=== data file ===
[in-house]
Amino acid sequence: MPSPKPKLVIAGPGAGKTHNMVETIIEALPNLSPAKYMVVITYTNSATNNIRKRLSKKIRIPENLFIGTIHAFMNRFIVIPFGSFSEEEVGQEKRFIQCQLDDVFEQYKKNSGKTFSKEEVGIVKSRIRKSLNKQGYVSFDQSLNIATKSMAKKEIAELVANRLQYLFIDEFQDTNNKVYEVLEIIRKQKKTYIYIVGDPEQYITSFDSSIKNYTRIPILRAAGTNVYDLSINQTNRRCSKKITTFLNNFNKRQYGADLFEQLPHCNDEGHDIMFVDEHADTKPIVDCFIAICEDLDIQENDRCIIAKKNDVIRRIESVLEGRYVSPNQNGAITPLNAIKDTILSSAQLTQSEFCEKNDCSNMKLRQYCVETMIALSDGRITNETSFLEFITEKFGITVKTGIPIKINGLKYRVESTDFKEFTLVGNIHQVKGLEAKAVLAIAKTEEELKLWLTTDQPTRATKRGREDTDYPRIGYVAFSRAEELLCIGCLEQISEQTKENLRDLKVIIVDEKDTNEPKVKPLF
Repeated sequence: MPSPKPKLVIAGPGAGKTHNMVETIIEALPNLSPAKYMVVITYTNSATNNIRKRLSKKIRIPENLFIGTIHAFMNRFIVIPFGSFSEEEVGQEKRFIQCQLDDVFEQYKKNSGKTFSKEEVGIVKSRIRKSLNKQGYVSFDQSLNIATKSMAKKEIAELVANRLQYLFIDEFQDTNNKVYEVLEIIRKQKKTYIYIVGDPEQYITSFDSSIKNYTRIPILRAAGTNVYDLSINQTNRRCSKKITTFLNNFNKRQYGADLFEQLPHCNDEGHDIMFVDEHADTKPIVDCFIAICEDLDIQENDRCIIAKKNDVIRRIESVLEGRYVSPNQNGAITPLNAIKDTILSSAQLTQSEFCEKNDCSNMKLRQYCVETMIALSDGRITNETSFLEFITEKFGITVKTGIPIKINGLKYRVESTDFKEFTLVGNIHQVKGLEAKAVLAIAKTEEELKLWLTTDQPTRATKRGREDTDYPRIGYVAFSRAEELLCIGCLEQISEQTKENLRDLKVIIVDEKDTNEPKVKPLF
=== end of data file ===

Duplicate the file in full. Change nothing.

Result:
[in-house]
Amino acid sequence: MPSPKPKLVIAGPGAGKTHNMVETIIEALPNLSPAKYMVVITYTNSATNNIRKRLSKKIRIPENLFIGTIHAFMNRFIVIPFGSFSEEEVGQEKRFIQCQLDDVFEQYKKNSGKTFSKEEVGIVKSRIRKSLNKQGYVSFDQSLNIATKSMAKKEIAELVANRLQYLFIDEFQDTNNKVYEVLEIIRKQKKTYIYIVGDPEQYITSFDSSIKNYTRIPILRAAGTNVYDLSINQTNRRCSKKITTFLNNFNKRQYGADLFEQLPHCNDEGHDIMFVDEHADTKPIVDCFIAICEDLDIQENDRCIIAKKNDVIRRIESVLEGRYVSPNQNGAITPLNAIKDTILSSAQLTQSEFCEKNDCSNMKLRQYCVETMIALSDGRITNETSFLEFITEKFGITVKTGIPIKINGLKYRVESTDFKEFTLVGNIHQVKGLEAKAVLAIAKTEEELKLWLTTDQPTRATKRGREDTDYPRIGYVAFSRAEELLCIGCLEQISEQTKENLRDLKVIIVDEKDTNEPKVKPLF
Repeated sequence: MPSPKPKLVIAGPGAGKTHNMVETIIEALPNLSPAKYMVVITYTNSATNNIRKRLSKKIRIPENLFIGTIHAFMNRFIVIPFGSFSEEEVGQEKRFIQCQLDDVFEQYKKNSGKTFSKEEVGIVKSRIRKSLNKQGYVSFDQSLNIATKSMAKKEIAELVANRLQYLFIDEFQDTNNKVYEVLEIIRKQKKTYIYIVGDPEQYITSFDSSIKNYTRIPILRAAGTNVYDLSINQTNRRCSKKITTFLNNFNKRQYGADLFEQLPHCNDEGHDIMFVDEHADTKPIVDCFIAICEDLDIQENDRCIIAKKNDVIRRIESVLEGRYVSPNQNGAITPLNAIKDTILSSAQLTQSEFCEKNDCSNMKLRQYCVETMIALSDGRITNETSFLEFITEKFGITVKTGIPIKINGLKYRVESTDFKEFTLVGNIHQVKGLEAKAVLAIAKTEEELKLWLTTDQPTRATKRGREDTDYPRIGYVAFSRAEELLCIGCLEQISEQTKENLRDLKVIIVDEKDTNEPKVKPLF